Singapore to introduce passport-free clearance at all checkpoints from 2024

A new contactless system will be introduced at passenger halls, while car passengers can clear immigration via QR code

The Woodlands Checkpoint (left) and Tuas Checkpoint. (FILE PHOTOS: Yahoo News Singapore)
The Woodlands Checkpoint (left) and Tuas Checkpoint. (FILE PHOTOS: Yahoo News Singapore)

SINGAPORE — Singapore residents and international visitors departing Singapore will be able to clear checkpoints without having to use their passports as soon as next year.

Passengers travelling by car from the Tuas and Woodlands checkpoints will be able to clear immigration through a QR code, while those in the passenger halls can use a new contactless Automated Border Control System (ABCS).

This was revealed during the Immigration and Checkpoints Authority (ICA) workplan seminar at the Singapore Expo on Friday (5 May). ICA added that the manual counters at all passenger halls at checkpoints will be progressively replaced by about 800 automated lanes using ABCS from the first quarter of 2024.

The ABCS lanes are part of the ICA's New Clearance Concept initiative, which was unveiled in 2019 to provide faster and more secure immigration and customs clearance.

Scanning with QR codes for travellers in cars

Under the Automated Passenger In-Car Clearance System (APICS), those travelling by car can create a profile and generate a QR code via the MyICA mobile app.

This will allow them to scan the code at the manual immigration counters, where ICA officers will conduct facial image checks on the travellers using the QR code data.

"During the APICS trial at Old Woodlands Checkpoint, about 94 per cent of travellers were able to self-clear without officers’ assistance. The majority found the process to be intuitive, and faster compared to manual clearance," ICA said in a media release on Friday.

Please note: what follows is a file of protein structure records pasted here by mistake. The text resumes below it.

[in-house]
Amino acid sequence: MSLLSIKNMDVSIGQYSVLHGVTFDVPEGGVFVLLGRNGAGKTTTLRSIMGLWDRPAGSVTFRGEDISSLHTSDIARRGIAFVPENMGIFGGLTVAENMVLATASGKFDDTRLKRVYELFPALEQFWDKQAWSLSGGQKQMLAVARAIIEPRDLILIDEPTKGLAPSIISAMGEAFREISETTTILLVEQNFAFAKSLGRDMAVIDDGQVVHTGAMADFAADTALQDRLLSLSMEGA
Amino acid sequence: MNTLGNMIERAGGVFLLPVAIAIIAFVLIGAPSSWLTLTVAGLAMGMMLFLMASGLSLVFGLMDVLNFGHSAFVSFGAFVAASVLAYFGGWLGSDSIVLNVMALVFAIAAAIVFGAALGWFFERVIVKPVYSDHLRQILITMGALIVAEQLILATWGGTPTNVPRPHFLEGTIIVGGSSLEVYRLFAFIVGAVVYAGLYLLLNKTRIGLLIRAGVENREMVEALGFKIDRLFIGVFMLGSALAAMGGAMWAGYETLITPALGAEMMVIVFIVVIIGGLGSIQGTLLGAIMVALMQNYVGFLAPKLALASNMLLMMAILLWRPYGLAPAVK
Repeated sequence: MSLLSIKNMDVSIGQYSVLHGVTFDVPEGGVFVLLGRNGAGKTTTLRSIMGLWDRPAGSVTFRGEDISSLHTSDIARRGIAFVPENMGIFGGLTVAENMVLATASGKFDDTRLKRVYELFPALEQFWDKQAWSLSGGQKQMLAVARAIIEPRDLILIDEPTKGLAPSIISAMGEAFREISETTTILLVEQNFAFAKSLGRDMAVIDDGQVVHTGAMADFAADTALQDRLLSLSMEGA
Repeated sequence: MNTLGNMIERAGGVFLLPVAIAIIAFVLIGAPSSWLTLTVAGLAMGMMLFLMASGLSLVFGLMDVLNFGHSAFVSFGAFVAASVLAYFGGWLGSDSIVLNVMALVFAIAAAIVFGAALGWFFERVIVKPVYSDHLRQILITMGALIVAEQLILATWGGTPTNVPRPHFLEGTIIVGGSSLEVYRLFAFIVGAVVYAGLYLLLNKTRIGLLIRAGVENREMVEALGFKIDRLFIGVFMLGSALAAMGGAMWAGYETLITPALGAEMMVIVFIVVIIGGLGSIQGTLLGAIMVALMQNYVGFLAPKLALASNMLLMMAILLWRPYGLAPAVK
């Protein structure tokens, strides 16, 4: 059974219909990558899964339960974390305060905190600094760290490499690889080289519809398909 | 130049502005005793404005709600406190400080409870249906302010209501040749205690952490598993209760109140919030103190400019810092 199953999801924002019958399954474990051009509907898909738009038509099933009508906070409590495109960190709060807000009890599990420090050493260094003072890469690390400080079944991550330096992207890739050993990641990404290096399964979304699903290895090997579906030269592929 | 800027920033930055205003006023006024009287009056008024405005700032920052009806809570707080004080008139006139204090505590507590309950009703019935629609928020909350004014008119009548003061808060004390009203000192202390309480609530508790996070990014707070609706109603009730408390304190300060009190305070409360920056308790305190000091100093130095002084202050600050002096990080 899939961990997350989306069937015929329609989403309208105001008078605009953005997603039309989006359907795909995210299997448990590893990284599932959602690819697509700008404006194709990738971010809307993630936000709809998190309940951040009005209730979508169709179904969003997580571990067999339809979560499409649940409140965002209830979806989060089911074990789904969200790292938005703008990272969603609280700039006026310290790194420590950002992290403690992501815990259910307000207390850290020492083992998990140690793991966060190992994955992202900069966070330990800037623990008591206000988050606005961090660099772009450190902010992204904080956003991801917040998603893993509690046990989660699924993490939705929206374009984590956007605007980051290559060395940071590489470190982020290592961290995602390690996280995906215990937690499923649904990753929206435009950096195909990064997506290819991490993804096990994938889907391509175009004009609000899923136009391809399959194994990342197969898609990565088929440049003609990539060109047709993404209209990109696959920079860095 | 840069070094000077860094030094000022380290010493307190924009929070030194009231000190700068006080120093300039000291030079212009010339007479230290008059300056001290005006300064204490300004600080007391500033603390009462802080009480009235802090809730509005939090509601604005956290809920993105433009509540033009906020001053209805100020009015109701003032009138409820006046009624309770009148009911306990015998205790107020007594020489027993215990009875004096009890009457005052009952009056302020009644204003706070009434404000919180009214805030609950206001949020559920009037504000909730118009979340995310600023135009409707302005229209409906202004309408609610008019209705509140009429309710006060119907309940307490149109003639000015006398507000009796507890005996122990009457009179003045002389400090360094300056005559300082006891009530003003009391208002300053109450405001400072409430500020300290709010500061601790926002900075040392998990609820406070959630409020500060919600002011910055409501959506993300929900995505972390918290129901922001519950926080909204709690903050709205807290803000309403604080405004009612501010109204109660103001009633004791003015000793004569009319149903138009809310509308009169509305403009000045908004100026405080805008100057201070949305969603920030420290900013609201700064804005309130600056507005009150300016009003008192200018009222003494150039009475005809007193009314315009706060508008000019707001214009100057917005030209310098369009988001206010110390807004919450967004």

As the system will enable passengers to clear customs with minimal interference from officers, these officers will be retrained to take on higher-value roles as assessment and investigation officers.

This will include conducting real-time ground observations and identifying suspicious travellers for interviews and checks. The officers will also take over the protective security functions that were previously performed by the police at land checkpoints.

Over 300 ICA officers have already undergone training to acquire skills that will allow them to intervene during security incidents.

ICA's Automated Passenger In-Car Clearance System (Photos: FB/ICA)
ICA's Automated Passenger In-Car Clearance System (Photos: FB/ICA)

Shanmugam outlines the challenges ahead

ICA also celebrated its 20th anniversary during the workplan seminar, with Home Affairs and Law Minister K. Shanmugam acknowledging that checkpoints are expected to become busier, with the ICA facing more challenges.

"The threat of terrorism remains very real. We never know when the next pandemic may strike. And, there is also a limit to how much manpower we can call on, given that Singapore has an ageing population. And really, the answer to all of these, is further transformation," he said.

As of the end of 2022, all the ICA's core application services, such as birth and death registration and passport renewal, have been made available online under this plan.

The new ICA Services Centre in Kallang is expected to start operations in 2024 and will provide services such as self-collection of identity cards and passports.

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